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2023 Digital Accessibility Awards

The UW IT Accessibility Task Force is pleased to announce the following recipients of Digital Accessibility Awards in 2023. Awards were distributed on Global Accessibility Awareness Day (May 18, 2023) to individuals or departmental units who have demonstrated a commitment to digital accessibility over the last year.

Video Captioning 100 Awards

The 2023 Video Captioning 100 Awards were presented to UW departmental units who have captioned 100% of the videos on their YouTube channels as of May 1, 2023. Recipients were:

Channels with Fewer than 100 Videos

  • Environmental Health & Safety
  • Department of Gender, Women & Sexuality Studies
  • UW Records Management
  • Compliance Services
  • Center for Neurotechnology
  • UW Information Technology

Channels with More than 100 Videos

  • School of Public Health (182 videos)
  • The DO-IT Center (193 videos)
  • Professional & Continuing Education (229 videos)
  • UW Libraries (286 videos)

IT Accessibility Trailblazer Awards

IT Accessibility Trailblazer Award recipients are community members who have forged new pathways to a welcoming and inclusive university through their efforts to improve digital accessibility. Their work has impact, longevity, is conducted in collaboration with others throughout the community, and aligns with the UW’s accessibility policies and Diversity Blueprint Goals. In 2023, there were five recipients of this award:

Hana Levay, UW Libraries

Hana is co-chair of the Libraries Accessibility Working Group. In that role, she has led efforts to improve the accessibility of third party electronic resources by adding accessibility requirements to licensing contracts, canceling subscriptions to inaccessible products, and finding more accessible alternatives. By informing vendors of the inaccessibility of their products, and actively encouraging other libraries to do the same, Hana’s work has had a measurable impact on accessibility of products used in libraries.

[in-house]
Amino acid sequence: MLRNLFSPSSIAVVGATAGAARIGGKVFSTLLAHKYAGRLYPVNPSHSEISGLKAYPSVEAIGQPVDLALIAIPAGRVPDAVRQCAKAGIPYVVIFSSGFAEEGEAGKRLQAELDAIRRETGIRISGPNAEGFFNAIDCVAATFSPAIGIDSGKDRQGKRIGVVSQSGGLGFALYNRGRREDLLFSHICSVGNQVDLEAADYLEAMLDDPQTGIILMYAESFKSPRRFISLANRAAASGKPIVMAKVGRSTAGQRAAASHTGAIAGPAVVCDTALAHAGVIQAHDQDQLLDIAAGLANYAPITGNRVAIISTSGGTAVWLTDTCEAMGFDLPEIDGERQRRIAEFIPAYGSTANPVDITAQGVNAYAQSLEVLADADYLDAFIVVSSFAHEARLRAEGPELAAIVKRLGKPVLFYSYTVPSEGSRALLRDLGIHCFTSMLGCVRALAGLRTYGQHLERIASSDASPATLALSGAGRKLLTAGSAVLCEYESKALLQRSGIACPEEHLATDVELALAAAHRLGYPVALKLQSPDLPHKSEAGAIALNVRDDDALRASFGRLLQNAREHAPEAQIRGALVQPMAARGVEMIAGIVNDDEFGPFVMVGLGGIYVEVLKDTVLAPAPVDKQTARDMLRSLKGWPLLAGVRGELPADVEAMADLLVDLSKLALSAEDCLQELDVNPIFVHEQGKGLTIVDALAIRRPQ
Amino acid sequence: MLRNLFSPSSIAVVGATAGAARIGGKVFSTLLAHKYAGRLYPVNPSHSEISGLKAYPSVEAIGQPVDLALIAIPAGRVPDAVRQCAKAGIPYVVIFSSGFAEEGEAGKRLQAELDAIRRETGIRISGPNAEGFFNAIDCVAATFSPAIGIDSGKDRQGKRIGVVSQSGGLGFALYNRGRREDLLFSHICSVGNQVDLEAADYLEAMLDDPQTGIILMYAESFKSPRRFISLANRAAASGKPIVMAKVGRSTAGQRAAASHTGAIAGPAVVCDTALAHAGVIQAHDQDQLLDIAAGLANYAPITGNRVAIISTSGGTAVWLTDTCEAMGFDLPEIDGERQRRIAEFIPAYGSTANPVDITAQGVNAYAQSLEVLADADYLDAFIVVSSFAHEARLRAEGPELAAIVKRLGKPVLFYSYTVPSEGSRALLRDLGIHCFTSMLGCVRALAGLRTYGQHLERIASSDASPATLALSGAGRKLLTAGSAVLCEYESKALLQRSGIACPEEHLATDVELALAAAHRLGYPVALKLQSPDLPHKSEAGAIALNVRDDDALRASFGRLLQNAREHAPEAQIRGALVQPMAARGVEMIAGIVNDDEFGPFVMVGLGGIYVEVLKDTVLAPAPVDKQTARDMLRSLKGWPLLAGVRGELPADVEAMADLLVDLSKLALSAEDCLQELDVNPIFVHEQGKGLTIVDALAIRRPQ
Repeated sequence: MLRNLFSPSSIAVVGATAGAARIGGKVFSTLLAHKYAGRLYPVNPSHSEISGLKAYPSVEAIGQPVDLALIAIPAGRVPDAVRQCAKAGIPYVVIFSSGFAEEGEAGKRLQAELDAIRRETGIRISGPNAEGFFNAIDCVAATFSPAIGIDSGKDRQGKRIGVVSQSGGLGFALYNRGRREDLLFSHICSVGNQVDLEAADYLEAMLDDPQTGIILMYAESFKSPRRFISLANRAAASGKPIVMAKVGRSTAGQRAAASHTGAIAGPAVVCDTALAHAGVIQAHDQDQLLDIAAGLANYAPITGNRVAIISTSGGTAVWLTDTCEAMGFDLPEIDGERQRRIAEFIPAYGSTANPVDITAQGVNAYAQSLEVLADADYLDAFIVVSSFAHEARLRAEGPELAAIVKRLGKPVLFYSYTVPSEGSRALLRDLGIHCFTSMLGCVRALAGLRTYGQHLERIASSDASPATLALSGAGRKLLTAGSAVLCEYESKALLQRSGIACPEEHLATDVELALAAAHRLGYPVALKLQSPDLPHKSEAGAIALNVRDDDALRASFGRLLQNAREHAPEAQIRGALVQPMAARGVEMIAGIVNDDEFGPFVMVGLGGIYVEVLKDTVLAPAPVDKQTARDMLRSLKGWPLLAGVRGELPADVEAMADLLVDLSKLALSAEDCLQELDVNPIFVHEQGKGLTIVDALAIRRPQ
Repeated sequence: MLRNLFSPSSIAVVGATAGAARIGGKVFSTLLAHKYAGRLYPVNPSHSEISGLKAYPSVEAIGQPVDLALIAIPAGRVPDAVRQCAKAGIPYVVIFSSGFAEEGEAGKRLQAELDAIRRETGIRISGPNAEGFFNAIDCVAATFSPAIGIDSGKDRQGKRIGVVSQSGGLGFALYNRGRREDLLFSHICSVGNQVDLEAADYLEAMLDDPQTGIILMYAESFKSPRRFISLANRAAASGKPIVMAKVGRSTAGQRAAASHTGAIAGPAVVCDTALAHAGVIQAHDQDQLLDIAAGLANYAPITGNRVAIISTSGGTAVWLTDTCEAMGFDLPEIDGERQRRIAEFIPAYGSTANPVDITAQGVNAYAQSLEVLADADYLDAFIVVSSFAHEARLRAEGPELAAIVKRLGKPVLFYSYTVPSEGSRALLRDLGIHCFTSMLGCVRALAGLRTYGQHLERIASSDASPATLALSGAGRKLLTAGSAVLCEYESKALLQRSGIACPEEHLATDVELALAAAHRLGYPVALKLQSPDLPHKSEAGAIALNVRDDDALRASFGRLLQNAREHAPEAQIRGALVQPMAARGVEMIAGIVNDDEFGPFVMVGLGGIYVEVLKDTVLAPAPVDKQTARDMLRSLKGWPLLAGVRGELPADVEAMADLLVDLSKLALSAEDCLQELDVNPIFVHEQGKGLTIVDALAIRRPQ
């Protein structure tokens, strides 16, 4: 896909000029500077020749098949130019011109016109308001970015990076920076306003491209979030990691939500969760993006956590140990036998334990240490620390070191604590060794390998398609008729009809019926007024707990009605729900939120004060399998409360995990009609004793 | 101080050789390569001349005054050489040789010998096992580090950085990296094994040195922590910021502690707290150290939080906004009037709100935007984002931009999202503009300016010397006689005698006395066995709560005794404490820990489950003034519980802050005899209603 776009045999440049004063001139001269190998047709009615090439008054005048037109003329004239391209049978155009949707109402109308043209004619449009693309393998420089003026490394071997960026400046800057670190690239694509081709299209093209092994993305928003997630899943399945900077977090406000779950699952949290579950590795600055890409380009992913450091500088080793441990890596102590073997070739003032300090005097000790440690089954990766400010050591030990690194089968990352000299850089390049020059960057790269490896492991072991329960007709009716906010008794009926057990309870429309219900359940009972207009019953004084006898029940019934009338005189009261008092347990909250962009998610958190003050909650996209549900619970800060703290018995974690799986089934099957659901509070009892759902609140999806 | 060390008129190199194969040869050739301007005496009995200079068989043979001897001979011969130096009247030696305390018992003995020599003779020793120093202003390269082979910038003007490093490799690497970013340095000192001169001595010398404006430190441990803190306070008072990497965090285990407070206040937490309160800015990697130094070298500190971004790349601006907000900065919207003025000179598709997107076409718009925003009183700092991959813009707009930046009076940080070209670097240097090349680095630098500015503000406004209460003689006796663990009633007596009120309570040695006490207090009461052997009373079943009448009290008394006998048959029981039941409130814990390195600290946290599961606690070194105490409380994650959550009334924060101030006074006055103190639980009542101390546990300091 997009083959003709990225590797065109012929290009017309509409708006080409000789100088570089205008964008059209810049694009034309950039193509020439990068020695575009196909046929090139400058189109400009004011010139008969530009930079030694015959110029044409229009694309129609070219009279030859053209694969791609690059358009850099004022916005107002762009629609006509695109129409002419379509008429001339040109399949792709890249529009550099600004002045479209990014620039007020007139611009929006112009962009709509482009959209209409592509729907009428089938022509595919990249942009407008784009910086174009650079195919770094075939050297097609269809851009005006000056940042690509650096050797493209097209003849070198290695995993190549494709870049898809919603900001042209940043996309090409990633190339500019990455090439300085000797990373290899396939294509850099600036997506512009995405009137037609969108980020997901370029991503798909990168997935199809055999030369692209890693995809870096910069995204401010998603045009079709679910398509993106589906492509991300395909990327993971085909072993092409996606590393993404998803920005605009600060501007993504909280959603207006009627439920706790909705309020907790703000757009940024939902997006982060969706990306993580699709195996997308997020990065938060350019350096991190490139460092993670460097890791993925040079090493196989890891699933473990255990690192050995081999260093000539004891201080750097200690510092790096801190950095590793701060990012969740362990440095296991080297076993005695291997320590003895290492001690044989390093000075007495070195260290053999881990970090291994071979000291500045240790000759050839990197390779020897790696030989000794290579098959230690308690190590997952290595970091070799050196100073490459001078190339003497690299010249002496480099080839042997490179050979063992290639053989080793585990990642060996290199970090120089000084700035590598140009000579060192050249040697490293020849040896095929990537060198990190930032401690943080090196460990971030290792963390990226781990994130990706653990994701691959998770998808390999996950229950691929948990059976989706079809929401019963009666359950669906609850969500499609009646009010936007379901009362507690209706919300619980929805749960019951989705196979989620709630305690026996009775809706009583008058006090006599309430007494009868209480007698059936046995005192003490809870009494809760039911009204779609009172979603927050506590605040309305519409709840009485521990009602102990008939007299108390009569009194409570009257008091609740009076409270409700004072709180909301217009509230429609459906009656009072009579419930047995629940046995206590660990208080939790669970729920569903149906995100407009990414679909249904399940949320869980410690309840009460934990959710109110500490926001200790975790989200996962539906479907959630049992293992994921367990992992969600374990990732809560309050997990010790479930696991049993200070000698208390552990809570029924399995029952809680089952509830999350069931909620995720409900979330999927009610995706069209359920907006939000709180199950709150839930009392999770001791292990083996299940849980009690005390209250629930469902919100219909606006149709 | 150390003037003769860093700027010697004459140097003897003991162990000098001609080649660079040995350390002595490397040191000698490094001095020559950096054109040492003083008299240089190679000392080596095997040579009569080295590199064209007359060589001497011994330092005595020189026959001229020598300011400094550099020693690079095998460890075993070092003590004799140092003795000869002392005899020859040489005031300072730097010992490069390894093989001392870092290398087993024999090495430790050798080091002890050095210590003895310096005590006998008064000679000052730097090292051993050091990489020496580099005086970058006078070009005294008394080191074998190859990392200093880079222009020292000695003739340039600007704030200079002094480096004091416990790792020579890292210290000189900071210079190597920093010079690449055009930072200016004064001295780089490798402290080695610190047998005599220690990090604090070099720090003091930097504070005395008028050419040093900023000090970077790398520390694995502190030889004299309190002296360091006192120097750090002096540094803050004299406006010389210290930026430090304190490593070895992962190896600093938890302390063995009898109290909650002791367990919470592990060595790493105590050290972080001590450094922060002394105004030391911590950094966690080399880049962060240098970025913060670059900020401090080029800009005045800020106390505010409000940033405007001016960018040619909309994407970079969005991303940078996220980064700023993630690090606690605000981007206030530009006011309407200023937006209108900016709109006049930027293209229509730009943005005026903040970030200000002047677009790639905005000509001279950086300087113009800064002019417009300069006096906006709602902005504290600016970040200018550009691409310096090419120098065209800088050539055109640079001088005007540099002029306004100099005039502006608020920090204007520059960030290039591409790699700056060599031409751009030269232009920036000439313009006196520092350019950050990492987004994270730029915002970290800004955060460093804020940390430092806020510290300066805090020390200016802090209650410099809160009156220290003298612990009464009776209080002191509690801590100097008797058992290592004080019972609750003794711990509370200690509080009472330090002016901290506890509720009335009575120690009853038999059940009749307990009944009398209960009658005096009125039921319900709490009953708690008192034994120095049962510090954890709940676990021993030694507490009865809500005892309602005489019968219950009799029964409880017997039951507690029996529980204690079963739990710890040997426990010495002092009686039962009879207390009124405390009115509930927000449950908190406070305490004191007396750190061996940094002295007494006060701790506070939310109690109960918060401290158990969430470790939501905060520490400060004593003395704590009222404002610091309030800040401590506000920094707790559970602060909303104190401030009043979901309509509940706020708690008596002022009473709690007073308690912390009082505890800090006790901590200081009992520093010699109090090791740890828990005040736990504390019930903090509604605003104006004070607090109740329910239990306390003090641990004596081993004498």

Karen Crow, Environmental Health & Safety

Karen collaborates with over 30 content creators in Environmental Health & Safety to annually update over 300 web pages and over 1,000 safety manuals, forms, templates, infographics, videos, policies and other materials. She has developed instructions and provides guidance that these content creators rely on for ensuring the content they create is accessible, and has built accessibility checks into editorial workflows. Thanks to Karen, accessibility considerations are now ingrained in EHS regular work processes.

Lalitha Subramanian, Continuum College

Lalitha is founder and inaugural lead of the Digital Accessibility Committee in UW Continuum College, where she has collaborated and worked with a wide variety of stakeholder groups to improve accessibility. Beyond Continuum College, she is an enthusiastic member of the IT Accessibility Liaisons network, an extremely active participant in the UW’s pilot institutional membership in the International Association of Accessibility Professionals, is active in the EDUCAUSE IT Accessibility Community group, and is a member of UW’s Diversity Council and contributor to the UW Diversity blueprint, with a focus on the accessibility mandate.

Shannon Garcia, Disability Resources for Students